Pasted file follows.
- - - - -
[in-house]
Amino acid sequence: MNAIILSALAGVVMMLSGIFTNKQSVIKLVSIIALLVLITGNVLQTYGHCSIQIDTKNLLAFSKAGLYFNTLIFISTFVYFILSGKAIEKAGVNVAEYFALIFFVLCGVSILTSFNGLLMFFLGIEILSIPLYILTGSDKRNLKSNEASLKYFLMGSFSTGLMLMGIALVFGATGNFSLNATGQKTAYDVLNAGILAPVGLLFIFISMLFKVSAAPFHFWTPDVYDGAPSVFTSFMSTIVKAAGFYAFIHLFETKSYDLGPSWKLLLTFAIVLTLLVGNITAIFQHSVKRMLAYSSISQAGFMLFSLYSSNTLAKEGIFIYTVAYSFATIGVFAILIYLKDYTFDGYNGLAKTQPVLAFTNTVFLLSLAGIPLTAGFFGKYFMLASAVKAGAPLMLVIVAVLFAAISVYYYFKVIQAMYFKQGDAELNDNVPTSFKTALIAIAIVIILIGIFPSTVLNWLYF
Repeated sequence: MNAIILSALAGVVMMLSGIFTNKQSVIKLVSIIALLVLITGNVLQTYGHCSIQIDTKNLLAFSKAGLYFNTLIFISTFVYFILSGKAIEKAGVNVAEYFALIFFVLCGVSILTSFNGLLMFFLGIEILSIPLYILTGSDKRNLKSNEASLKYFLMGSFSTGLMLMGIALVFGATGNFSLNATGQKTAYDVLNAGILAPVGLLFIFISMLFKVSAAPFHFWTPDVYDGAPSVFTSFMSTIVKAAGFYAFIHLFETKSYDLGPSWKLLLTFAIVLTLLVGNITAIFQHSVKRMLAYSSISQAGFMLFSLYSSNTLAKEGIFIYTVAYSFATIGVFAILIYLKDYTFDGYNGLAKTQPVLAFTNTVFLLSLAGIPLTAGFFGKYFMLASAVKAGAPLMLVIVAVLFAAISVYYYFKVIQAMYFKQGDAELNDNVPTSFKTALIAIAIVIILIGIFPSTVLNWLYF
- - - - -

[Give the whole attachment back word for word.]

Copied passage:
[in-house]
Amino acid sequence: MNAIILSALAGVVMMLSGIFTNKQSVIKLVSIIALLVLITGNVLQTYGHCSIQIDTKNLLAFSKAGLYFNTLIFISTFVYFILSGKAIEKAGVNVAEYFALIFFVLCGVSILTSFNGLLMFFLGIEILSIPLYILTGSDKRNLKSNEASLKYFLMGSFSTGLMLMGIALVFGATGNFSLNATGQKTAYDVLNAGILAPVGLLFIFISMLFKVSAAPFHFWTPDVYDGAPSVFTSFMSTIVKAAGFYAFIHLFETKSYDLGPSWKLLLTFAIVLTLLVGNITAIFQHSVKRMLAYSSISQAGFMLFSLYSSNTLAKEGIFIYTVAYSFATIGVFAILIYLKDYTFDGYNGLAKTQPVLAFTNTVFLLSLAGIPLTAGFFGKYFMLASAVKAGAPLMLVIVAVLFAAISVYYYFKVIQAMYFKQGDAELNDNVPTSFKTALIAIAIVIILIGIFPSTVLNWLYF
Repeated sequence: MNAIILSALAGVVMMLSGIFTNKQSVIKLVSIIALLVLITGNVLQTYGHCSIQIDTKNLLAFSKAGLYFNTLIFISTFVYFILSGKAIEKAGVNVAEYFALIFFVLCGVSILTSFNGLLMFFLGIEILSIPLYILTGSDKRNLKSNEASLKYFLMGSFSTGLMLMGIALVFGATGNFSLNATGQKTAYDVLNAGILAPVGLLFIFISMLFKVSAAPFHFWTPDVYDGAPSVFTSFMSTIVKAAGFYAFIHLFETKSYDLGPSWKLLLTFAIVLTLLVGNITAIFQHSVKRMLAYSSISQAGFMLFSLYSSNTLAKEGIFIYTVAYSFATIGVFAILIYLKDYTFDGYNGLAKTQPVLAFTNTVFLLSLAGIPLTAGFFGKYFMLASAVKAGAPLMLVIVAVLFAAISVYYYFKVIQAMYFKQGDAELNDNVPTSFKTALIAIAIVIILIGIFPSTVLNWLYF